Games like Red Dead Redemption 2 (2018) draw on genre conventions across multiple media to support the gameplayer to make sense of their experience. Hollywood’s long obsession with the ‘Western’ genre of film, from Unforgiven (1992) to The Wild Bunch (1969), as well as more recent TV series that subscribe to similar conventions, such as Yellowstone (2018), Deadwood (2004), and Walker, Texas Ranger (1993), have built up a body of knowledge about the genre that the game’s designers have incorporated into their game. These conventions are ripe for student analysis.

In Barry Atkin’s book More than a Game (2003), the author uses intertextuality to explain the ways that the Lara Croft-led Tomb Raider series makes sense to gamers. Connections are made to other genres of media that have established norms and patterns regarding adventure stories. Atkin’s compares features of the Tomb Raider world with the Indiana Jones movies, to show how gamers bring knowledge and expectations from their film-watching to their game-playing, and that this knowledge informs how they interpret what to do with Lara Croft.

Critical reading

Critical reading is an approach to texts that begins from the premise that all texts are a product of ideology and that acts of reading are political. The aim of such reading is to support students to understand how language, texts and their structures as ways of representing the world. To encourage students to read critically is to adopt a political approach to teaching and learning. As Australian Professor Allan Luke put it, a critical approach is interested in processes of naming and renaming the world, seeing its patterns, designs and complexities, and developing the capacity to redesign and reshape it (2012).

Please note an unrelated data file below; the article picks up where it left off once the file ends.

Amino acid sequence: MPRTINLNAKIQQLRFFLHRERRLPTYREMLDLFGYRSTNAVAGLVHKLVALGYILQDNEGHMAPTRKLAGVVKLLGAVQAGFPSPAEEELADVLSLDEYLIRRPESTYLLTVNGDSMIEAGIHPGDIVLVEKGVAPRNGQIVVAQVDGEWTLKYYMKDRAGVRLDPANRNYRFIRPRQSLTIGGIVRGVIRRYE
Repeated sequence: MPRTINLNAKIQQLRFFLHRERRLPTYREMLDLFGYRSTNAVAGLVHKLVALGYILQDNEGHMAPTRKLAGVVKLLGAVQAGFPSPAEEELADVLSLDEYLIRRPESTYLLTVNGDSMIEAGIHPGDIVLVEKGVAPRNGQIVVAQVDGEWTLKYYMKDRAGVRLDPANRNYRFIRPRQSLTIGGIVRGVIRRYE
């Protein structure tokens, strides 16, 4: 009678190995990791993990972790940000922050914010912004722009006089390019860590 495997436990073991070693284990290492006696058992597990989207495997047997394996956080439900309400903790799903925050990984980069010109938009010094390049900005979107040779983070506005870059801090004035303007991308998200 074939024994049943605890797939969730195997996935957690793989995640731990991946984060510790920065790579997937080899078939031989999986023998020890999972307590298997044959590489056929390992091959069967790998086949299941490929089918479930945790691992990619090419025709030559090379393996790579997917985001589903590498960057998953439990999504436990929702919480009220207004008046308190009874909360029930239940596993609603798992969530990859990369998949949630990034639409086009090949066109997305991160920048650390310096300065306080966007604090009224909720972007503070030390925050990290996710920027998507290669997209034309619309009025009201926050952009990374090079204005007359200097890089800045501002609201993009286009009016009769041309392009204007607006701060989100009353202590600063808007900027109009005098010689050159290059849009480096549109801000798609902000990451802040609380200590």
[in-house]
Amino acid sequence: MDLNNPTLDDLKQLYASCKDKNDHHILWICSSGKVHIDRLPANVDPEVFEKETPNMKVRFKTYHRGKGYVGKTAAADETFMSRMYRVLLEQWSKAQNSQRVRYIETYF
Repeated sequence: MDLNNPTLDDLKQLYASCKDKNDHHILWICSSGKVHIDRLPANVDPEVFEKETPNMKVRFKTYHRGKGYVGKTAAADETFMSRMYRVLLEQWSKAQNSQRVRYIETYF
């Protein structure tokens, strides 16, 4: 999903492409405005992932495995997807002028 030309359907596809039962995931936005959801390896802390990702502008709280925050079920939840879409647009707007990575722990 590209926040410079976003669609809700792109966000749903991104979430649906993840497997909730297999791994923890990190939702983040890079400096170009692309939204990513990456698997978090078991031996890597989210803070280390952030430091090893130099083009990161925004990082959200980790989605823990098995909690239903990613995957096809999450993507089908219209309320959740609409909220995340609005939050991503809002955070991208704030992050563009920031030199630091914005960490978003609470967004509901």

First person shooters, such as Call of Duty 4: Modern Warfare (2007), are highly problematic. They narrowly and negatively portray specific cultural groups. Critical literacy provides a set of tools to help students interrogate representations that might otherwise go unchallenged by young and old alike.

While educators around the world have embraced digital games for teaching school content, much of their teaching treats the games used in classrooms as neutral texts. Strategies for critical reading can vary by discipline, text-type, and the purpose of the particular reading. Teachers hoping to shift student reading practices to more critical objectives might consider: